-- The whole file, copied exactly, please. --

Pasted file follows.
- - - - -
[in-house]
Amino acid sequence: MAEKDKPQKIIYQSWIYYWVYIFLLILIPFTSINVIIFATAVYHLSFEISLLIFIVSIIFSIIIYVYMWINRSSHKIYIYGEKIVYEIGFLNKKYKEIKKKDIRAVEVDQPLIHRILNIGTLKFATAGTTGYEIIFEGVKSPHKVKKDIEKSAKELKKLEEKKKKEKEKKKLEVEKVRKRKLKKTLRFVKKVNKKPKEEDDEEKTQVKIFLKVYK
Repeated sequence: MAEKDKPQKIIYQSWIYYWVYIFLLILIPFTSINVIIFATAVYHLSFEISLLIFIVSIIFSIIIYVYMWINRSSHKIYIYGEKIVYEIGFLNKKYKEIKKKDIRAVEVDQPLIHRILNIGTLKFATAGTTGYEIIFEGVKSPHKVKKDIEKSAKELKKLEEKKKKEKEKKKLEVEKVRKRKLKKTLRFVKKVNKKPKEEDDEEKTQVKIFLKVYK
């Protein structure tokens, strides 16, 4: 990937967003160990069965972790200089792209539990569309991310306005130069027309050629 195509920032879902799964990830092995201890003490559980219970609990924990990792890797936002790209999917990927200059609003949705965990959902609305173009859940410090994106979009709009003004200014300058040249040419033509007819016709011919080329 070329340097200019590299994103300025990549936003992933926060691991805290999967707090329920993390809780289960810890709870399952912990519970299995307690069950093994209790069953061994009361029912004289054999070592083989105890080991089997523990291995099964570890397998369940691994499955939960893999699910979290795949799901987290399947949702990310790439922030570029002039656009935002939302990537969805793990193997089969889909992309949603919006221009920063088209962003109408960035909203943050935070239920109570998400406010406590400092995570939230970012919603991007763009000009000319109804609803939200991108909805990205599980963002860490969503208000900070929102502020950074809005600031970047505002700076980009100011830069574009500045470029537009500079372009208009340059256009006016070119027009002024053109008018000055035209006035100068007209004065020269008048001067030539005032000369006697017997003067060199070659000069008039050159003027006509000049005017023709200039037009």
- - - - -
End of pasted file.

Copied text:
[in-house]
Amino acid sequence: MAEKDKPQKIIYQSWIYYWVYIFLLILIPFTSINVIIFATAVYHLSFEISLLIFIVSIIFSIIIYVYMWINRSSHKIYIYGEKIVYEIGFLNKKYKEIKKKDIRAVEVDQPLIHRILNIGTLKFATAGTTGYEIIFEGVKSPHKVKKDIEKSAKELKKLEEKKKKEKEKKKLEVEKVRKRKLKKTLRFVKKVNKKPKEEDDEEKTQVKIFLKVYK
Repeated sequence: MAEKDKPQKIIYQSWIYYWVYIFLLILIPFTSINVIIFATAVYHLSFEISLLIFIVSIIFSIIIYVYMWINRSSHKIYIYGEKIVYEIGFLNKKYKEIKKKDIRAVEVDQPLIHRILNIGTLKFATAGTTGYEIIFEGVKSPHKVKKDIEKSAKELKKLEEKKKKEKEKKKLEVEKVRKRKLKKTLRFVKKVNKKPKEEDDEEKTQVKIFLKVYK
């Protein structure tokens, strides 16, 4: 990937967003160990069965972790200089792209539990569309991310306005130069027309050629 195509920032879902799964990830092995201890003490559980219970609990924990990792890797936002790209999917990927200059609003949705965990959902609305173009859940410090994106979009709009003004200014300058040249040419033509007819016709011919080329 070329340097200019590299994103300025990549936003992933926060691991805290999967707090329920993390809780289960810890709870399952912990519970299995307690069950093994209790069953061994009361029912004289054999070592083989105890080991089997523990291995099964570890397998369940691994499955939960893999699910979290795949799901987290399947949702990310790439922030570029002039656009935002939302990537969805793990193997089969889909992309949603919006221009920063088209962003109408960035909203943050935070239920109570998400406010406590400092995570939230970012919603991007763009000009000319109804609803939200991108909805990205599980963002860490969503208000900070929102502020950074809005600031970047505002700076980009100011830069574009500045470029537009500079372009208009340059256009006016070119027009002024053109008018000055035209006035100068007209004065020269008048001067030539005032000369006697017997003067060199070659000069008039050159003027006509000049005017023709200039037009």